Can I Get Another Cancer After Having Male Breast Cancer?
Cancer survivors can be affected by a number of health problems, but often their greatest concern is facing cancer again. If a cancer comes back after treatment it is called a “recurrence.” But some cancer survivors may develop a new, unrelated cancer later. This is called a “second cancer.” No matter what type of cancer you have had, it is still possible to get another (new) cancer, even after surviving the first.
Unfortunately, being treated for cancer doesn’t mean you can’t get another cancer. People who have had cancer can still get the same types of cancers that other people get. In fact, certain types of cancer and cancer treatments can be linked to a higher risk of certain second cancers.
Men who have had breast cancer can get any type of second cancer, but they have an increased risk of:
- A second breast cancer (this is different than the first cancer coming back)
- Small intestine cancer
- Rectal cancer
- Pancreas cancer
- Prostate cancer
- Basal and squamous cell skin cancer
- Myeloid leukemia
For some second cancers, shared genetic risk factors may play a role. For example, men with mutations in the BRCA2 gene have an increased risk of prostate and pancreas cancer as well as breast cancer.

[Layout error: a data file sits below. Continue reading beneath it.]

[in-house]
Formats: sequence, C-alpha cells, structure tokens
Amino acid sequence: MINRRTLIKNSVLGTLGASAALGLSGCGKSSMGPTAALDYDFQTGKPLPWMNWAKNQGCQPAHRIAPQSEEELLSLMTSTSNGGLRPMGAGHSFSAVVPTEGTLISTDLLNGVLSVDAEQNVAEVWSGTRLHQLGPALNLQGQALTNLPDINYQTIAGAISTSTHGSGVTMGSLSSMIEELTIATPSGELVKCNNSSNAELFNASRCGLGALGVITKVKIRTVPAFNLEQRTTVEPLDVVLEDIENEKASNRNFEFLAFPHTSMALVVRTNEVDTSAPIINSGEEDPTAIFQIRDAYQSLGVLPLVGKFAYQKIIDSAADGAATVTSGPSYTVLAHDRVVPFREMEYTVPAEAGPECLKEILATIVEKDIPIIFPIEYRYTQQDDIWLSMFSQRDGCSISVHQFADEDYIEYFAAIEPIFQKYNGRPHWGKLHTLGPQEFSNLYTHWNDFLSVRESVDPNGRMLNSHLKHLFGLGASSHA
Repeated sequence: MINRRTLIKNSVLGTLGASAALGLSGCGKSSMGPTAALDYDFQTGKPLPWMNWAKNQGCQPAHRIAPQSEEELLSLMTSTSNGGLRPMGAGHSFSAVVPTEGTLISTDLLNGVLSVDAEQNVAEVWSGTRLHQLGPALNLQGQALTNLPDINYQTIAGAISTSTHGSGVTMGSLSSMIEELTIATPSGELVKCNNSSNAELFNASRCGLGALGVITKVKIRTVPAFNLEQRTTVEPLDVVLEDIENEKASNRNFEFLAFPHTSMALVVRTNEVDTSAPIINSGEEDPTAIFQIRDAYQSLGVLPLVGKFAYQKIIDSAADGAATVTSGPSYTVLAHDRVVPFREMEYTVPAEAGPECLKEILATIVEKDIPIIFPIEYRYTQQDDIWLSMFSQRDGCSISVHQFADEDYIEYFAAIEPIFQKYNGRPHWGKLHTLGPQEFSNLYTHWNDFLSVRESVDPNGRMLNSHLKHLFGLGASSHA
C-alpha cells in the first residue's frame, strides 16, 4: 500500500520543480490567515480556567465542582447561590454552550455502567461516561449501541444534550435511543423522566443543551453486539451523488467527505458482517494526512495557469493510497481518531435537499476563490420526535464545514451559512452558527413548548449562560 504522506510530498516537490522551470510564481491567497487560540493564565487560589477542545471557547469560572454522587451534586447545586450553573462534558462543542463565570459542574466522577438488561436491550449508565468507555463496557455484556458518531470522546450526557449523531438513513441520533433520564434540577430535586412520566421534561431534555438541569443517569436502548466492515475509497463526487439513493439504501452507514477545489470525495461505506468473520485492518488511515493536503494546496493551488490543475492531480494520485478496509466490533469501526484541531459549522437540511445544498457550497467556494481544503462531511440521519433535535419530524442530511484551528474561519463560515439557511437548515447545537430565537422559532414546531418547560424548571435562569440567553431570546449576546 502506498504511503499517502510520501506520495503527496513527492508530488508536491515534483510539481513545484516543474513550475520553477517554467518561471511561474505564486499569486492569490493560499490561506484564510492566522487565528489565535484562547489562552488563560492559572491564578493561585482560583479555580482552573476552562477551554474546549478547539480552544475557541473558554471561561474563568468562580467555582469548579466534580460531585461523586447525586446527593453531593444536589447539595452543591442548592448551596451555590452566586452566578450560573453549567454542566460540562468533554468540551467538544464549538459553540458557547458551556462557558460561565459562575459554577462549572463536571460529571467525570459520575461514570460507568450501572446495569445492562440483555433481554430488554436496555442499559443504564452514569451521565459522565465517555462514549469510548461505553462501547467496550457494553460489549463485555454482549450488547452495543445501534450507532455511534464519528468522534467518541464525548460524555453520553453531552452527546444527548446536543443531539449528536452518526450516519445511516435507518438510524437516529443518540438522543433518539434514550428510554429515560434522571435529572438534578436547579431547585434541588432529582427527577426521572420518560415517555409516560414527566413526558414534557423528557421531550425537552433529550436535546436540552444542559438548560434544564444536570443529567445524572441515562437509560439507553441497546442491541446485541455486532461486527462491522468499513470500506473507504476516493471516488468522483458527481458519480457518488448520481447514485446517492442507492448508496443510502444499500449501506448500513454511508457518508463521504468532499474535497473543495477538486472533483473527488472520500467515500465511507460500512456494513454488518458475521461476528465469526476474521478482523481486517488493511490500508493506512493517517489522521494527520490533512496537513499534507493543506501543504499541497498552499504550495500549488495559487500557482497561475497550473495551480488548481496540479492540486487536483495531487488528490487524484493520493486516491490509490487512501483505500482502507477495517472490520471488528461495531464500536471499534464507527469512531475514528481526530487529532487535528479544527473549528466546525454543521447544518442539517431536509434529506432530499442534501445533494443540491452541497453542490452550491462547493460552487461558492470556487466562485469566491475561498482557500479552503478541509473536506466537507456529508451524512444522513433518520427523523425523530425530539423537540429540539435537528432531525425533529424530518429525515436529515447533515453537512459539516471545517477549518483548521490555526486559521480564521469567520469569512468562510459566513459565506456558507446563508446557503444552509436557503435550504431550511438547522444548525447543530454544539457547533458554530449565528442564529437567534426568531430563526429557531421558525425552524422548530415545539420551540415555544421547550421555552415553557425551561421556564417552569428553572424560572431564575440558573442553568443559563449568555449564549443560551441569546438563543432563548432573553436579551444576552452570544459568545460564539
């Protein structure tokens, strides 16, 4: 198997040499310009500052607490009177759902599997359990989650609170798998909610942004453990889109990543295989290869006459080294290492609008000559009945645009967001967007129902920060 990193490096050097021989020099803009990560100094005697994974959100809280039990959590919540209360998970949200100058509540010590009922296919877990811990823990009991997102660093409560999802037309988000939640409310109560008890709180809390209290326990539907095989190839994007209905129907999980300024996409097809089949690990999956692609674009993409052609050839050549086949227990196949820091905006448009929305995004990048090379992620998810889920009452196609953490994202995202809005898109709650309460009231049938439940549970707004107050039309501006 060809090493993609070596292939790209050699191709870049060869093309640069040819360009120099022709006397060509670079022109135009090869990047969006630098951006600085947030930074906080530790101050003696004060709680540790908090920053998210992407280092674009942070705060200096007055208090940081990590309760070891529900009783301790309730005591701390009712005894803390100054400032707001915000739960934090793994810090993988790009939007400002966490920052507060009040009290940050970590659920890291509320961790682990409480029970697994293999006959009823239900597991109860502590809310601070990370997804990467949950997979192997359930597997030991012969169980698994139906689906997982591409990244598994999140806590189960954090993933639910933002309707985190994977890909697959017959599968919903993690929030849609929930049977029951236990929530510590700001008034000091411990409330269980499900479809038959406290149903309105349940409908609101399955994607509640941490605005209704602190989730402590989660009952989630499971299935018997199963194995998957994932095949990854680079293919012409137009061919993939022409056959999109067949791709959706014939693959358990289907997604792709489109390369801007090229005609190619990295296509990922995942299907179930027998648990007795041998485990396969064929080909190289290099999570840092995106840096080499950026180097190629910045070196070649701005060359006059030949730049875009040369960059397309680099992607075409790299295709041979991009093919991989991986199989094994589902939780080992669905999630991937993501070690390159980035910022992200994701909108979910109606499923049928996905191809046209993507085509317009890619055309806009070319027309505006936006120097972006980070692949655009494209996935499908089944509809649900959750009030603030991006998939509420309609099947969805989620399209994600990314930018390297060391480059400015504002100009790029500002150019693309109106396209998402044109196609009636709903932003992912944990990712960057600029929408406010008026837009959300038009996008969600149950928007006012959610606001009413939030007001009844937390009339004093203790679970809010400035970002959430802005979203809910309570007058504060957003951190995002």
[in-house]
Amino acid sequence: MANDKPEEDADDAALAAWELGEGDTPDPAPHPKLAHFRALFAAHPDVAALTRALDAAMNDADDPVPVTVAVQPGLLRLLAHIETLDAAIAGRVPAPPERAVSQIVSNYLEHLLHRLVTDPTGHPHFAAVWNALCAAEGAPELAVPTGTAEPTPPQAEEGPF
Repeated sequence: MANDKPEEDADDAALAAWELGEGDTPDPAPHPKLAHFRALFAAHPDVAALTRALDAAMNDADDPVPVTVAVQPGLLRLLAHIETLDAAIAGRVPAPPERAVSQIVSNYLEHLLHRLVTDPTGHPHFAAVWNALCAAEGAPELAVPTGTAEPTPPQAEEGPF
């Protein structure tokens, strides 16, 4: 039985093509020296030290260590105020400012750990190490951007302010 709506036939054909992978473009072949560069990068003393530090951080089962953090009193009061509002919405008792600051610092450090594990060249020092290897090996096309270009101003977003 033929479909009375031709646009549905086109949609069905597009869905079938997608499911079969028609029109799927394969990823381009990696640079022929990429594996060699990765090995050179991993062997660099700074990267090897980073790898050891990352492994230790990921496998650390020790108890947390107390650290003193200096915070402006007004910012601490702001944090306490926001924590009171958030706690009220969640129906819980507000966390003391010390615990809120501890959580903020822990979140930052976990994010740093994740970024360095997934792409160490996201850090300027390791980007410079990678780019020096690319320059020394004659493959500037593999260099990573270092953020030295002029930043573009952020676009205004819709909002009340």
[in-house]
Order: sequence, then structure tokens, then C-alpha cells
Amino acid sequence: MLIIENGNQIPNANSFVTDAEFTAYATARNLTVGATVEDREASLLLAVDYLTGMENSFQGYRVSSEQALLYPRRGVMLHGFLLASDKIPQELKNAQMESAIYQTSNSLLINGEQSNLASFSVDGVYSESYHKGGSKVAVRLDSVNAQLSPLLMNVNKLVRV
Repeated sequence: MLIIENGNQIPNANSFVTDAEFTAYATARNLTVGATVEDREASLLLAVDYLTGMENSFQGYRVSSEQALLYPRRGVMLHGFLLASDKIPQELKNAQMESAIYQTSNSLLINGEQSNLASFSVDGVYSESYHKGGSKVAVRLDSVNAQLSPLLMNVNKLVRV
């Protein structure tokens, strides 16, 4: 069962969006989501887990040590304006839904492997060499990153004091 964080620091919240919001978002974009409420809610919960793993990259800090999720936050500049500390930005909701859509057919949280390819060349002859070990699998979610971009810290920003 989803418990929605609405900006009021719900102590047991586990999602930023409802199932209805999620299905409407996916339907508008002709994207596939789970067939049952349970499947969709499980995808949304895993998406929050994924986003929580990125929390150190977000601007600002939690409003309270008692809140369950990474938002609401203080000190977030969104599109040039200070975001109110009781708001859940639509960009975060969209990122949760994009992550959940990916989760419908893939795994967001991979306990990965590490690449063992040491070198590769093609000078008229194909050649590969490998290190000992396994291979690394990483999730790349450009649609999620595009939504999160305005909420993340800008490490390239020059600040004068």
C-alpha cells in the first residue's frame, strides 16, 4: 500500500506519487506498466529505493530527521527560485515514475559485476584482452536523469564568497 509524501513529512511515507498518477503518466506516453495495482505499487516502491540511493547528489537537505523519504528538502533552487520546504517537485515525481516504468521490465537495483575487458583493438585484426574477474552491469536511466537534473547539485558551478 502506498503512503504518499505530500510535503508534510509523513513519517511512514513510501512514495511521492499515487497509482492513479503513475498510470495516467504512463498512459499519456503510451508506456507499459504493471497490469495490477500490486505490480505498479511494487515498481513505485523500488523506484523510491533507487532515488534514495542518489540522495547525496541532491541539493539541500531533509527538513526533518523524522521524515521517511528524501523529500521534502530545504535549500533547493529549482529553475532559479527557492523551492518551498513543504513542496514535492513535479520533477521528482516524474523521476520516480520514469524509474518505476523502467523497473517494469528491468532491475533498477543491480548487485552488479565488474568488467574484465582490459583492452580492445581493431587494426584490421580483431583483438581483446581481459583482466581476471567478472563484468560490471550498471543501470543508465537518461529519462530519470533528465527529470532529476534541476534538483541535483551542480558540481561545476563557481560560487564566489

After completing treatment for breast cancer, you should still see your doctor regularly to look for signs the cancer has come back or spread. Experts do not recommend any specific tests to look for second cancers in patients without symptoms. Let your doctor know about any new symptoms or problems, because they could be caused by the cancer coming back or by a new disease or second cancer.
Survivors of breast cancer should follow the American Cancer Society guidelines for the early detection of cancer and stay away from tobacco products. Smoking increases the risk of many cancers.
To help maintain good health, survivors should also:
- Achieve and maintain a healthy weight
- Adopt a physically active lifestyle
- Consume a healthy diet, with an emphasis on plant foods
- Limit consumption of alcohol to no more than 2 drinks per day
These steps may also lower the risk of some cancers.
See Second Cancers in Adults for more information about causes of second cancers.
Last Medical Review: October 10, 2014 Last Revised: January 26, 2016
- What Happens After Treatment for Breast Cancer in Men?
- Seeing a New Doctor After Treatment for Breast Cancer in Men
- Can I Get Another Cancer After Having Male Breast Cancer?
- Lifestyle Changes for Men After Treatment of Breast Cancer
- How Does Having Breast Cancer Affect a Man’s Emotional Health?
- If Treatment for Breast Cancer in Men Stops Working